A few weeks after the last of the 8 experimental lectures, I surprised my students with a midterm. What?? How did they not all get up and leave in protest, you ask? Well, I offered them extra credit for every single question they got correct. I did it this way so that I could measure the effect of quiz question placement without the “noise” of cramming that would inevitably happen if I had announced the midterm in advance. 

What I found was that weeks later, despite the initial advantage of interspersing, there was no longer any difference in performance between interspersed questions, and those answered at the end of a lecture. There are two ways to look at this: in one sense, performance during the lecture is better in the interspersed condition compared to the at-the-end condition; and then no worse than in the other condition on the final assessment. So in terms of overall lecture performance, interspersing wins. But another way to look at it is in terms of forgetting: with performance on the interspersed questions higher at first than on the at-the-end questions, but equal in the two conditions on the later test, this means that students forgot less after answering quiz questions at the end of the lecture.

Figure adapted from Weinstein, Nunes, & Karpicke (2016, Experiment 3).

Figure adapted from Weinstein, Nunes, & Karpicke (2016, Experiment 3).

What did you think the result were going to be? You could have predicted that the advantage of interspersing would carry over to the later test; it didn’t. You could alternatively have predicted that the extra effort involved in producing information at the end of a lecture would translate into an advantage on the mid-term, but it didn’t. Ultimately, those two advantages could be pulling in the opposite direction, resulting in no different on the mid-term.

When making pedagogical decisions, though, final exam performance is not the only important factor. When trying to decide where to put quiz questions, I find this table useful:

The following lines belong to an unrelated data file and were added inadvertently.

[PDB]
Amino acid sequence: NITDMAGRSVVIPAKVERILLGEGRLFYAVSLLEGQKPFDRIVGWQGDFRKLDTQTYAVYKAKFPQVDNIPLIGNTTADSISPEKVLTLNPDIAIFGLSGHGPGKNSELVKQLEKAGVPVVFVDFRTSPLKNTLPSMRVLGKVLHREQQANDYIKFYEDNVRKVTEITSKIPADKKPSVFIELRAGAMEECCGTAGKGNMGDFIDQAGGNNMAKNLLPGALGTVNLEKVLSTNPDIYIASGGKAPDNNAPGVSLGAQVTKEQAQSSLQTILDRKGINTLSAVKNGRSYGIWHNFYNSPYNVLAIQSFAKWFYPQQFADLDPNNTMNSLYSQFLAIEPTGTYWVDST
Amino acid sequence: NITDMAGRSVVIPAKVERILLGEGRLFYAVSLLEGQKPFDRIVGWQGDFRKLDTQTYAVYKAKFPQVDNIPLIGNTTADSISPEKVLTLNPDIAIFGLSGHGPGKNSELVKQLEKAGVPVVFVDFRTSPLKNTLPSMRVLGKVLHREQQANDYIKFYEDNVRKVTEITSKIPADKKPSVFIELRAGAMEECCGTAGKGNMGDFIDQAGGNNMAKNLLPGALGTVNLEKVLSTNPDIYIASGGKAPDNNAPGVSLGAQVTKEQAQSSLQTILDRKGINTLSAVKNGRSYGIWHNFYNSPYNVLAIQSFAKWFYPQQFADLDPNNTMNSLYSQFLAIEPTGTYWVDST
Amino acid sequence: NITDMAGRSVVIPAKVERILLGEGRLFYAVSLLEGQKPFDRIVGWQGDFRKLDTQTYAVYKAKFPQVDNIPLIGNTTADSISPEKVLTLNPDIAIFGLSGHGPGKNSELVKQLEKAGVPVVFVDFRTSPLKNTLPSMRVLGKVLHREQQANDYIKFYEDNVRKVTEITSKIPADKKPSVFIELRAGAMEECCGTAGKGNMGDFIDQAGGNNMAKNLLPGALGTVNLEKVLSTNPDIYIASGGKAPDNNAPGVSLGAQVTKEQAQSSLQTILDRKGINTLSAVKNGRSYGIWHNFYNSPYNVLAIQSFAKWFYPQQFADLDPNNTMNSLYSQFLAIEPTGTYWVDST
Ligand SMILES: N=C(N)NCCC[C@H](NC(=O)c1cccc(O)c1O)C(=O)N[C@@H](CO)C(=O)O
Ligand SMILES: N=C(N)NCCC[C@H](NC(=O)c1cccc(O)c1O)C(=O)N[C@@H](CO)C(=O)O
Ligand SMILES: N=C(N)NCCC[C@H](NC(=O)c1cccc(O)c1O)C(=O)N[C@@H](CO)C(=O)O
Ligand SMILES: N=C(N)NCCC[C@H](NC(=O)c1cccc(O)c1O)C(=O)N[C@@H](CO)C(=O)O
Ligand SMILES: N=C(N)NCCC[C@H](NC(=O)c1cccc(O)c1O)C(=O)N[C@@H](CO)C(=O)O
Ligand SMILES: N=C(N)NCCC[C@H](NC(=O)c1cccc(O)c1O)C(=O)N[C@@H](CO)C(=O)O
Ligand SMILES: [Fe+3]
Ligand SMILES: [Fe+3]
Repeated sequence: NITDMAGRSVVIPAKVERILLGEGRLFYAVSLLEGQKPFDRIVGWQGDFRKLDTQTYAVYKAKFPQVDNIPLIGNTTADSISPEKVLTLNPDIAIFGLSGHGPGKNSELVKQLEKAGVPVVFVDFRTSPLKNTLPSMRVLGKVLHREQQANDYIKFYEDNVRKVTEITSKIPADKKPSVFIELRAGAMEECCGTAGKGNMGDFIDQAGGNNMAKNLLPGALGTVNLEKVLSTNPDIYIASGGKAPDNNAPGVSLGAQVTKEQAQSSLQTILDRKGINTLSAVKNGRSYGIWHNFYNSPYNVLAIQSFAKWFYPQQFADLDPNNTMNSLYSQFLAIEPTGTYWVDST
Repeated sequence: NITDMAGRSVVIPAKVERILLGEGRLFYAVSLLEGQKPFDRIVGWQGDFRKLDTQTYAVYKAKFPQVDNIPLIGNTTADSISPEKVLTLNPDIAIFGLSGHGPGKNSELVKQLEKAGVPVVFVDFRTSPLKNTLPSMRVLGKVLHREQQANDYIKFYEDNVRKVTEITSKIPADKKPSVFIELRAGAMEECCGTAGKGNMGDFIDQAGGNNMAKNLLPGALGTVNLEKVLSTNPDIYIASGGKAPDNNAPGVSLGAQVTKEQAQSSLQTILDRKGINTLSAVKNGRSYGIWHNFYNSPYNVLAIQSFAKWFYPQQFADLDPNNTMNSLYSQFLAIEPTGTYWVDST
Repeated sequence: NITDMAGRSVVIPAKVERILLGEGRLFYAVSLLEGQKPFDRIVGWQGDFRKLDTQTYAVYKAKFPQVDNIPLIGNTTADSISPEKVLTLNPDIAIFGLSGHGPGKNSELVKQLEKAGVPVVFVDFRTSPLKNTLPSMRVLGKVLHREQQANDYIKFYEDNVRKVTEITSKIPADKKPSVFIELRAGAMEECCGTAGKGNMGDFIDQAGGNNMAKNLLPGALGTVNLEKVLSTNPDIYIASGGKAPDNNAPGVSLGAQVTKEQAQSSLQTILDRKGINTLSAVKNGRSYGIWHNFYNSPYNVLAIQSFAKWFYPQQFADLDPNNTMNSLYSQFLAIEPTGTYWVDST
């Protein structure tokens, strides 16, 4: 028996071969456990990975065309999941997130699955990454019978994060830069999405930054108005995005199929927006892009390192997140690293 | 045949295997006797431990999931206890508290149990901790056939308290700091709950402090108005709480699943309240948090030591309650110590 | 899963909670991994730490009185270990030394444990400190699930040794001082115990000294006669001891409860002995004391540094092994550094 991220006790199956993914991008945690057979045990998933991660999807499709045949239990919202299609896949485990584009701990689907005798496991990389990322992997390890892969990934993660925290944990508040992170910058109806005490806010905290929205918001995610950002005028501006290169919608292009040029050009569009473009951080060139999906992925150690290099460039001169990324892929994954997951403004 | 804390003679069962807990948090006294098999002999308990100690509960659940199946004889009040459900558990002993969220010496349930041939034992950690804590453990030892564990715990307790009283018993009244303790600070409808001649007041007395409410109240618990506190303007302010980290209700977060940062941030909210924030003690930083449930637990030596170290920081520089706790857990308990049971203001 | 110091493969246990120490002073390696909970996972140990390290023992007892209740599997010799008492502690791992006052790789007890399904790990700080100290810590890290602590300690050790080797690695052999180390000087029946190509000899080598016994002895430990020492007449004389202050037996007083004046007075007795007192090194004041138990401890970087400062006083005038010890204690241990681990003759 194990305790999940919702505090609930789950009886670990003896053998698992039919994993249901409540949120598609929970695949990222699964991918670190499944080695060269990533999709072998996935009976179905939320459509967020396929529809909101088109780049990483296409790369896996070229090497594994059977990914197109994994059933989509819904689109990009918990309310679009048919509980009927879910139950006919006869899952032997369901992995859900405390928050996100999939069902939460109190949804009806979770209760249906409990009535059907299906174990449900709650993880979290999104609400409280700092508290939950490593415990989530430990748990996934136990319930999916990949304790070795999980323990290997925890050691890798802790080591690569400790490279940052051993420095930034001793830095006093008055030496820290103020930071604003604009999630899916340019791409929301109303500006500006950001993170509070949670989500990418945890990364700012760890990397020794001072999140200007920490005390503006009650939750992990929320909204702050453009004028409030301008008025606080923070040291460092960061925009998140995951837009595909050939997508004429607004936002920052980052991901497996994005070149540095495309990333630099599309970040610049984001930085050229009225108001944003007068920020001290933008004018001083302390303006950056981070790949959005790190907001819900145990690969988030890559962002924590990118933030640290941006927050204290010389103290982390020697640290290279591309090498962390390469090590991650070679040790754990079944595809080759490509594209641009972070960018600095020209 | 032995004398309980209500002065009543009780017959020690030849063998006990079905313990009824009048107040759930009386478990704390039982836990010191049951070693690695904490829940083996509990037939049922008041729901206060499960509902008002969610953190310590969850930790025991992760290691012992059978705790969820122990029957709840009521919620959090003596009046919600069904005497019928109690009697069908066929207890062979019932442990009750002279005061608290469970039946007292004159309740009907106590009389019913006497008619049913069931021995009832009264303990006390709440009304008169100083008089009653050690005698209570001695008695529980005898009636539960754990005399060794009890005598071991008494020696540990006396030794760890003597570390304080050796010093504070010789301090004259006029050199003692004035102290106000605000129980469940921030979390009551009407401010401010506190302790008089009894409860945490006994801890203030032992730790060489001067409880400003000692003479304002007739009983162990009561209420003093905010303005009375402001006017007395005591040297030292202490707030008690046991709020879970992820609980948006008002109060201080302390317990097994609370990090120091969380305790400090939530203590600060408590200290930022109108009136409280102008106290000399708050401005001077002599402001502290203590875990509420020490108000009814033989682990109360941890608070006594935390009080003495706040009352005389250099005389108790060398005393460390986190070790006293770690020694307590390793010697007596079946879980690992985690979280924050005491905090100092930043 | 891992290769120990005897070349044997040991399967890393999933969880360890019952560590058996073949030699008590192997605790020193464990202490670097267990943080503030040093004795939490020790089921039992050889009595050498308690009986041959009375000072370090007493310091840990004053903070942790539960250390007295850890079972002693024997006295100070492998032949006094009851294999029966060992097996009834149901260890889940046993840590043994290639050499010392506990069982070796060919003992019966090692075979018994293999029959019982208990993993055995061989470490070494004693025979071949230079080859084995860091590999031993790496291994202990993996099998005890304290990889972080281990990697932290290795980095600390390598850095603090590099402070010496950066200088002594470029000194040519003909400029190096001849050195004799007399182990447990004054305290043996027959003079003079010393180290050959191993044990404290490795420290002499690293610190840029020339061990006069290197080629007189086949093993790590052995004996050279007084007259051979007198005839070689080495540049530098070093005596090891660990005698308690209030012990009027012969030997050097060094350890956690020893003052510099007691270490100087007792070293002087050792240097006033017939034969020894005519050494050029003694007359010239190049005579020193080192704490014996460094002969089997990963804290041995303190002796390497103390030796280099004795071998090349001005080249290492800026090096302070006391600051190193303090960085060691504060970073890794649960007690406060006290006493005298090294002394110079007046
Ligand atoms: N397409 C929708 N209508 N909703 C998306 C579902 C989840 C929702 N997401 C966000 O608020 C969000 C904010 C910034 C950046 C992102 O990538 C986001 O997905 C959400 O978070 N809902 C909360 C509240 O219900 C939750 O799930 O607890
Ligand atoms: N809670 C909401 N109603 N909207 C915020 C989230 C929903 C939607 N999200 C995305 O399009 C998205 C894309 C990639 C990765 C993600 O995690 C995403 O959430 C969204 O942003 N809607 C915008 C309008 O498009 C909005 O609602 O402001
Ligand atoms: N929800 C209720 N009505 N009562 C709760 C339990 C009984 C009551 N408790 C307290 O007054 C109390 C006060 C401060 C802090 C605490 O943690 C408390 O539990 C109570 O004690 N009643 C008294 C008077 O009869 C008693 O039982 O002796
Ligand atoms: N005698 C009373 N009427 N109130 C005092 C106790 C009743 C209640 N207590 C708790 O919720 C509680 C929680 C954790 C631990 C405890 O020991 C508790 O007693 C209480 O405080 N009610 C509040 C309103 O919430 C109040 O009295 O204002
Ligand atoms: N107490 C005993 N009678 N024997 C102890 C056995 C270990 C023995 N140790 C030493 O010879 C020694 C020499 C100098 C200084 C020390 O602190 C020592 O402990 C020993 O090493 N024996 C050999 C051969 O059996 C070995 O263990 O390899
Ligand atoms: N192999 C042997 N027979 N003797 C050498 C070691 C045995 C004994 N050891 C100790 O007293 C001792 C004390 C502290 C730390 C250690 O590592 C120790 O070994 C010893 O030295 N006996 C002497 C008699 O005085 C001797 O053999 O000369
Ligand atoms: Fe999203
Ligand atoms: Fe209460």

So if you’re interested in keeping students engaged and raising initial performance, intersperse your questions; but if you care about the forgetting rate, and maybe want something that’s easier for you to implement, then just stick some questions at the end of the lecture. But if you’re only interested in long-term retention, it seems that the exact placement of quiz questions within a lecture doesn’t much matter.


(1) Lyle, K. B., & Crawford, N. A. (2011). Retrieving essential material at the end of lectures improves performance on statistics exams. Teaching of Psychology, 38(2), 94-97.

(2) Weinstein, Y., McDermott, K. B., & Szpunar, K. K. (2011). Testing protects against proactive interference in face–name learning. Psychonomic Bulletin & Review, 18(3), 518-523.

(3) Weinstein, Y., Gilmore, A. W., Szpunar, K. K., & McDermott, K. B. (2014). The role of test expectancy in the build-up of proactive interference in long-term memory. Journal of Experimental Psychology: Learning, Memory, and Cognition, 40(4), 1039-1048.

(4) Pyc, M. A., & Rawson, K. A. (2009). Testing the retrieval effort hypothesis: Does greater difficulty correctly recalling information lead to higher levels of memory? Journal of Memory and Language, 60(4), 437-447.

(5) Weinstein, Y., Nunes, L. D., & Karpicke, J. D. (2016). On the placement of practice questions during study. Journal of Experimental Psychology: Applied, 22, 72-84.